Extreme weather

Extreme weather can arise quickly and pose several significant and sometimes overlapping health and safety issues.

One in three Canadian adults has experienced a major weather-related disaster or emergency (Government of Canada, 2023). The Government of Canada (2023) reports that we live “in a period of rapid climate change,” and high-risk weather is becoming severe, longer, and more frequent across Canada  

Preparation helps to comply with legislation and better respond. Emergencies can happen anywhere. The hazards you need to prepare for depend on your location in British Columbia, so the first step is to identify your hazards. The following resources provide health and safety information on emergency response planning

  • storms 
  • floods 
  • hot environments (and a safety huddle) 
  • wildfire smoke  

These resources can help employers keep their staff safer in extreme weather conditions. 

SafeCare BC resources

WorkSafeBC resources

  • Emergency evacuation planning for your workplace

    Emergencies and disasters can happen any time and without warning. The more prepared you are for them, the better you'll be able to respond. This resource for employers will help you plan for emergencies and develop effective procedures for evacuating your workplace.

  • Heat stress

    Our bodies naturally maintain a temperature between 36°C and 38°C. Sweating cools our bodies down, but if you work in a hot environment this might not be enough. If your body heats up faster than it can cool itself, you experience heat stress. This can lead to serious heat disorders and potential injury.

  • Wildfire smoke: Frequently asked questions

    This publication outlines responses to frequently asked questions from employers during the wildfire season. This information is provided to help you understand the hazards associated with exposure to smoke, and to outline some measures you can implement to minimize worker exposures.

Other resources

  • PreparedBC: Guide for small Businesses

    Use this guide as a starting point to protect that investment and the people you employ by ensuring your business is prepared to be up and running as soon as possible following any type of emergency or business disruption.

  • Staying safe during storms

    BC storms can involve strong wind, heavy rain, and snow. These disturbances in the atmosphere can cause power outages or fluctuations, damages, and electrical/gas hazards.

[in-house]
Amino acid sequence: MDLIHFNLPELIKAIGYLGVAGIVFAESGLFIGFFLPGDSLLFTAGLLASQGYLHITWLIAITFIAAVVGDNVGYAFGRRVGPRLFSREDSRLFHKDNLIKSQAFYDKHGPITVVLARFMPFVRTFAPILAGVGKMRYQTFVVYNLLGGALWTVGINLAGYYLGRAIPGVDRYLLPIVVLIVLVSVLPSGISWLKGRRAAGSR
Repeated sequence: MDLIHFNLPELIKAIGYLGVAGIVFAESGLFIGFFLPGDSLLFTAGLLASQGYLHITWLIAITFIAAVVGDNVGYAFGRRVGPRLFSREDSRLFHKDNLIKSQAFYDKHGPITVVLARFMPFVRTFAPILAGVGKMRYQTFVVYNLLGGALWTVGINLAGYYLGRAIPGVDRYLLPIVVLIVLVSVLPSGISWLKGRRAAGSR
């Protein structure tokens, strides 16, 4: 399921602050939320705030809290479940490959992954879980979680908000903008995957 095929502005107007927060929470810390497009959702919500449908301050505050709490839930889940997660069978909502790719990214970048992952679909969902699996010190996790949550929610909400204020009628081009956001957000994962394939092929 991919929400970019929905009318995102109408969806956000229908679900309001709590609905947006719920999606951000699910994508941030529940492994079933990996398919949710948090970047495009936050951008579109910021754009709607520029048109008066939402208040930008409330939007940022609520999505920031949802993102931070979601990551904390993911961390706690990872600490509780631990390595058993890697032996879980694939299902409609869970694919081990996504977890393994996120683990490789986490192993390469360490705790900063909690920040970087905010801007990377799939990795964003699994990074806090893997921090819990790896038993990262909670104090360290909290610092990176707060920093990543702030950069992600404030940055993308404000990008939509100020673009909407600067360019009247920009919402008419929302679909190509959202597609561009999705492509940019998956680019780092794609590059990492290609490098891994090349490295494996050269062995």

• British Columbia hazard map

    The first step to getting prepared is knowing which hazards could happen where you live, or in other areas in B.C. you might visit.

  • Information Bulletin: Emergency – natural disaster protocol for electrical and gas equipment safety

    Procedures for re-commissioning gas & electrical equipment after a natural disaster has occurred.

  • Flood safety

    Floods are common in BC and can happen at any time of year. The most severe floods usually occur in spring and early summer due to heavy rain and melting snow. They can also be caused by storm surges, ice jams or damage to structures like dikes or dams.

  • BC Provincial Heat Alert and Response System (BC HARS): 2023

    While focused on describing the BC HARS, this document also contains general background information on heat events in B.C. and the reason for the establishment of the BC HEAT Committee.

  • Face masks for wildfire smoke

    The best way to protect your health from wildfire smoke is to seek cleaner air. Use a portable air cleaner at home, find an indoor environment with filtered air, or relocate to an area with less smoke. If you cannot access cleaner air, some face masks can provide protection from wildfire smoke

  • Provincial wildfires map

    This interactive map provides up-to-date information on active wildfires in British Columbia.

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